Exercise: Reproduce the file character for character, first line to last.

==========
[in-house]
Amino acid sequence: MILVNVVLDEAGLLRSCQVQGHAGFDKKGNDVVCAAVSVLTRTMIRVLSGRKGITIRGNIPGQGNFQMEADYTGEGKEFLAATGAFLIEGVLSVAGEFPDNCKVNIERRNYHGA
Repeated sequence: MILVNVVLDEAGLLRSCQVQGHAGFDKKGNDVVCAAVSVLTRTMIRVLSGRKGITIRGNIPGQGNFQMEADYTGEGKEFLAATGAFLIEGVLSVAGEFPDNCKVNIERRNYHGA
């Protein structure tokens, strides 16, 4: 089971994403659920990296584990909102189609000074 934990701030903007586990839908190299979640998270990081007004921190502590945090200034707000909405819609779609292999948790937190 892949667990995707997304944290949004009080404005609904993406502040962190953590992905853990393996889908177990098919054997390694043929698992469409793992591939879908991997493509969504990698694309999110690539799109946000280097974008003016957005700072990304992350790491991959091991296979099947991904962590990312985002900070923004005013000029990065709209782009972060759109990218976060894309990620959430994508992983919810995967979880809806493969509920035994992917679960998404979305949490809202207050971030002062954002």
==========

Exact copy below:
[in-house]
Amino acid sequence: MILVNVVLDEAGLLRSCQVQGHAGFDKKGNDVVCAAVSVLTRTMIRVLSGRKGITIRGNIPGQGNFQMEADYTGEGKEFLAATGAFLIEGVLSVAGEFPDNCKVNIERRNYHGA
Repeated sequence: MILVNVVLDEAGLLRSCQVQGHAGFDKKGNDVVCAAVSVLTRTMIRVLSGRKGITIRGNIPGQGNFQMEADYTGEGKEFLAATGAFLIEGVLSVAGEFPDNCKVNIERRNYHGA
């Protein structure tokens, strides 16, 4: 089971994403659920990296584990909102189609000074 934990701030903007586990839908190299979640998270990081007004921190502590945090200034707000909405819609779609292999948790937190 892949667990995707997304944290949004009080404005609904993406502040962190953590992905853990393996889908177990098919054997390694043929698992469409793992591939879908991997493509969504990698694309999110690539799109946000280097974008003016957005700072990304992350790491991959091991296979099947991904962590990312985002900070923004005013000029990065709209782009972060759109990218976060894309990620959430994508992983919810995967979880809806493969509920035994992917679960998404979305949490809202207050971030002062954002």